The IoT, Industry 4.0, and maintenance in a digital age

Petrina Steele

The fourth industrial revolution, with its emphasis on automation and digitization, doesn’t conjure up images of sweat, steam and steel like the 19th century version, but there’s no doubt about the power of this ongoing transformation.

This revolution, also known as Industry 4.0, relies heavily at its core on analytics and Internet of Things (IoT) data and functions to automate processes and maximize manufacturing efficiencies. This enables a range of new capabilities, like “smart” factories, where production procedures continuously self-optimize and respond to real-time organizational demands. The promise here is huge, but the prospect of incorporating the needed technology and expertise can be daunting.

As companies look for ways to capitalize on the gains Industry 4.0 makes possible, one of the easiest entry points is predictive maintenance. This application heads off system breakdowns by using deep analytics and IoT sensor data (sounds, vibrations, etc.) to foresee and fix problems before they happen.

Companies often see fast and significant value from predictive maintenance initiatives, and they are becoming more prevalent. A new report written by Pierre Audoin Consultants (PAC) and sponsored by Equinix indicates 55% of companies are at least piloting predictive maintenance initiatives.

But the report also found reluctance to move forward, including in the very country where the Industry 4.0 concept originated. Among the reasons: A hesitancy among established firms to invest in the needed technology as they protect revenues and profit margins. Many also don’t fully understand how to build a fully integrated data management strategy. But the failure to act puts companies at risk of being outmaneuvered by smaller, more agile companies with less to lose.

The truth is it doesn’t take significant investment to adopt predictive maintenance capabilities, but it does take time. A partner like Equinix offers access to agile global interconnection, leading analytics platforms and a variety of cloud services that can assist with data management and analytics. That can help companies get started.

A need, and a solution

Industry 4.0 was the name of a German government initiative launched in 2011 to advance computerized manufacturing. In the years since, the term has taken on the broader definition that describes the global trend of automation and data exchange in manufacturing technologies.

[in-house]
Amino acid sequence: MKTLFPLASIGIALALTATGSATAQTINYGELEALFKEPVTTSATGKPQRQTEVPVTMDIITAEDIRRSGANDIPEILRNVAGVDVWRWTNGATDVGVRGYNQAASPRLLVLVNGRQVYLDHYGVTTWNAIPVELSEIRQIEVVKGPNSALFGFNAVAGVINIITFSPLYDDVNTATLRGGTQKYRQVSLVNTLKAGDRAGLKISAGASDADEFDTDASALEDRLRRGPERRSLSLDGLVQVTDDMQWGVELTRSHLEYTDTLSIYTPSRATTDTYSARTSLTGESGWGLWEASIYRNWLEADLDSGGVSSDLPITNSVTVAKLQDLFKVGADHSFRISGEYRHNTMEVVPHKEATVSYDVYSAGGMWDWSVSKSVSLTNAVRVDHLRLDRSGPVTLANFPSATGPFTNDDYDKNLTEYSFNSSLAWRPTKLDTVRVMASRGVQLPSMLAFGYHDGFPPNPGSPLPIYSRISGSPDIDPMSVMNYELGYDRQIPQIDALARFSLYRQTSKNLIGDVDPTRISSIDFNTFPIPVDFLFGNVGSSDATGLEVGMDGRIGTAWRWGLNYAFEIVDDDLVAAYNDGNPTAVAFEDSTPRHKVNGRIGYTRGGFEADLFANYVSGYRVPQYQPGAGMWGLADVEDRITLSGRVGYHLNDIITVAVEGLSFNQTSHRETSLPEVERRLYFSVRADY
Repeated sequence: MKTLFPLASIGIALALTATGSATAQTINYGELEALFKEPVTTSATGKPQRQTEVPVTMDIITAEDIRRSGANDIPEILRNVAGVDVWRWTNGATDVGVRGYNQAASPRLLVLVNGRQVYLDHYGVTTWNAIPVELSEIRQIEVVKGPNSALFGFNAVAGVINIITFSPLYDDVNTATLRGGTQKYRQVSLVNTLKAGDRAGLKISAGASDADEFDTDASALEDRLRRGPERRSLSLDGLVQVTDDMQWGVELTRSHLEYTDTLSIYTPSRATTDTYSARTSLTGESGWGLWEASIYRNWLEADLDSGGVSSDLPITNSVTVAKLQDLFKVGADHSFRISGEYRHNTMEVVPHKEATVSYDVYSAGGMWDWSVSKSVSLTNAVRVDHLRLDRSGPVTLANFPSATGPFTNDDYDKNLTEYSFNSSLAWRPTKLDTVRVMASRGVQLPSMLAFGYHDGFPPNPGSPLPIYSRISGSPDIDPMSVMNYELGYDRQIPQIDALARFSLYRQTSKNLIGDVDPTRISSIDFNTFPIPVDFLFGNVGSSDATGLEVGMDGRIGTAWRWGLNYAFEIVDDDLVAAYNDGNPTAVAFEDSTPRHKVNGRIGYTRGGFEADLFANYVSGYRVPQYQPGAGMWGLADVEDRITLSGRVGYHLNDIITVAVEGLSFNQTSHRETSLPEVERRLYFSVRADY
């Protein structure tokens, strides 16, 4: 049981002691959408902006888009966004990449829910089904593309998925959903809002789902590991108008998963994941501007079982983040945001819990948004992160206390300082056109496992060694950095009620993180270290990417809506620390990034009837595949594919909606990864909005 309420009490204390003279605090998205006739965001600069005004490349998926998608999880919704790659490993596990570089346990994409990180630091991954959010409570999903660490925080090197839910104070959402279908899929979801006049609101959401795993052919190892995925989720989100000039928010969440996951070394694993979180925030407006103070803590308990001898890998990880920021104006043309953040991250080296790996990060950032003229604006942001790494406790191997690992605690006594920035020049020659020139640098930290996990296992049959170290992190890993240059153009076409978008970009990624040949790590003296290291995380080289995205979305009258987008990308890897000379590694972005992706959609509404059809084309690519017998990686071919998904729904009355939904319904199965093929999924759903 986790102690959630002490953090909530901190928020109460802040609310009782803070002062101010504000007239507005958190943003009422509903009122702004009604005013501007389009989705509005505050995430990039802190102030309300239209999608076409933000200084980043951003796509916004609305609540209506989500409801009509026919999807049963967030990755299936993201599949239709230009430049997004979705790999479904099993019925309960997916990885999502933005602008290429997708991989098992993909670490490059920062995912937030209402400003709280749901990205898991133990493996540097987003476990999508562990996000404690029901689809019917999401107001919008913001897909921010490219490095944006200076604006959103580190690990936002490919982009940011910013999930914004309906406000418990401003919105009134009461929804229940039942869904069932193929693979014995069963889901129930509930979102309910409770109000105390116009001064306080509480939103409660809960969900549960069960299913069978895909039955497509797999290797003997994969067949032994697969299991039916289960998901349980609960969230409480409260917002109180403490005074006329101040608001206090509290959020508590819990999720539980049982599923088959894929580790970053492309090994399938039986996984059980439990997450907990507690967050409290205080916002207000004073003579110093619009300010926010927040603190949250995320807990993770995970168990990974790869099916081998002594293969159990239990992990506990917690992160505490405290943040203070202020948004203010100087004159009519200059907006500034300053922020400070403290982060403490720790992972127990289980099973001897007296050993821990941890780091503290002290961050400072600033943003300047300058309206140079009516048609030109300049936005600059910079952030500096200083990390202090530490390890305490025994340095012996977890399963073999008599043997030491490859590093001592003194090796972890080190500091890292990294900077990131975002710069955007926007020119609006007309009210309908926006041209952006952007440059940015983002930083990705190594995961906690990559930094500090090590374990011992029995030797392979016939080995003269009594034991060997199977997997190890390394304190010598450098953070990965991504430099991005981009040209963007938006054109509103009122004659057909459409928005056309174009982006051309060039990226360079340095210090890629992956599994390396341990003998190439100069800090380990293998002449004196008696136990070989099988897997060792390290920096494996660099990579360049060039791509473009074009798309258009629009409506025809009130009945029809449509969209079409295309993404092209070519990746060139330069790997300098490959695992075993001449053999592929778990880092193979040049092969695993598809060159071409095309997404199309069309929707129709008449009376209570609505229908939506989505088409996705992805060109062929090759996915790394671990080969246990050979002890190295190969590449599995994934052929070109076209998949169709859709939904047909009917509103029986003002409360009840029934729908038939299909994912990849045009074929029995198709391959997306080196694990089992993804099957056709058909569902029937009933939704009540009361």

To us, predictive maintenance is the proverbial low-hanging fruit of Industry 4.0. Maintenance is a perpetual burden on industries across all sectors, and IoT-enabled maintenance is a way to substantially reduce or avoid equipment downtime, reducing costs while increasing efficiency and customer satisfaction.

The PAC report, which was based on interviews with 230-plus business leaders at European manufacturing and transport companies, reveals both the need for improved maintenance processes and the gains being seen by early adopters. Some key findings:

  • 93% of companies describe their maintenance processes as not very efficient, indicating real room for improvement.
  • 83% of companies plan to invest in predictive maintenance initiatives in the next two years.
  • Nearly a quarter of companies, 23%, already report a tangible business impact from predictive maintenance initiatives.

Milos Milojevic, an industry analyst and co-author of the PAC report, said the percentage of companies already benefitting from predictive maintenance is promising and points to faster and greater adoption.

“It’s considerable in this area of technology, which is digital, which is new, which requires some change, in terms of managing the data,” he said. “It’s a number we expect to grow, definitely over the mid-term, but in the short term as well.”

But the PAC report also highlights a variety of challenges companies see with deploying predictive maintenance capabilities. A major concern is data security, since greater IoT adoption is sometimes seen as expanding the field of attack for cyber-criminals. Companies also say they don’t have the internal analytics capabilities needed to manage and find insight from the streams of data IoT and predictive maintenance will unlock. Another key worry is a familiar one – cost, in this case the cost of purchasing the technology required to enable predictive maintenance solutions.